Droplets are considered particles secreted from a patient’s respiratory tract that are no smaller than 5µm in diameter and travel shorter distances (defined as ≤ 3ft) because they cannot stay suspended in air for long periods of time. However, SARS-CoV while still classified as a droplet, is estimated to travel anywhere from 6ft. to 10ft. and can be impacted by environmental factors such as velocity and mechanism by which respiratory droplets are propelled from the source, the density of respiratory secretions, environmental factors such as temperature and humidity, and the ability of the pathogen to maintain infectivity over that distance2 and therefore has the potential to become an aerosol or airborne.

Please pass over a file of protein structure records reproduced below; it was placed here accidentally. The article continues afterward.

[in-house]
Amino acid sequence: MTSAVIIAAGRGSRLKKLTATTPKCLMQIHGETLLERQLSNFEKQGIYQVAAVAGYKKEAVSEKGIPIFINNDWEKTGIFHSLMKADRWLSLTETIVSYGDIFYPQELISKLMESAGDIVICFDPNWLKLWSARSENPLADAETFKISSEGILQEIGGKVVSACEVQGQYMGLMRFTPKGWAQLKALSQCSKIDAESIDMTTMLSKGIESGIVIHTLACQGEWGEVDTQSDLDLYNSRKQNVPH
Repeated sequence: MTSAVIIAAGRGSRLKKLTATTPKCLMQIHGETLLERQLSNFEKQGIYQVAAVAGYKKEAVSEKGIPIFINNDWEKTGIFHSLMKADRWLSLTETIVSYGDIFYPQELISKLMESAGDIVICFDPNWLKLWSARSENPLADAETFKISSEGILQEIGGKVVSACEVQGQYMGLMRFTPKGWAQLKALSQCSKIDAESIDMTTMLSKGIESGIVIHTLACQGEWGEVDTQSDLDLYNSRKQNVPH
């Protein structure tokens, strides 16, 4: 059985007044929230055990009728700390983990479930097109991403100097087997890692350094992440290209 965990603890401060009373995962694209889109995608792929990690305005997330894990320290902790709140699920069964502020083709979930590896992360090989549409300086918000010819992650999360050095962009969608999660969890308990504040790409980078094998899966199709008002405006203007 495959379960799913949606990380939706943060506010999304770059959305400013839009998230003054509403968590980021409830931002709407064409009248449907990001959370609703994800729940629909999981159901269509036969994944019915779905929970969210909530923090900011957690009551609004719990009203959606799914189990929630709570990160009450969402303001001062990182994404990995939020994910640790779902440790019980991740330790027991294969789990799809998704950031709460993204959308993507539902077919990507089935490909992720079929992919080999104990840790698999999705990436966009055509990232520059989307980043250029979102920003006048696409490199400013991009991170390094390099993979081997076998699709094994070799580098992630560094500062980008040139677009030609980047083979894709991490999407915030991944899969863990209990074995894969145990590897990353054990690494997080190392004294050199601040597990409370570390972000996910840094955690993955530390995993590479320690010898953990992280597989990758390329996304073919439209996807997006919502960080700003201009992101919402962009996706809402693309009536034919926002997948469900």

This presents challenges to the assignment of isolation categories because of conflicting information and uncertainty about possible routes of transmission. Although SARS-CoV is transmitted primarily by contact and/or droplet routes, airborne transmission over a limited distance (e.g., within a room), has been suggested, though not proven.3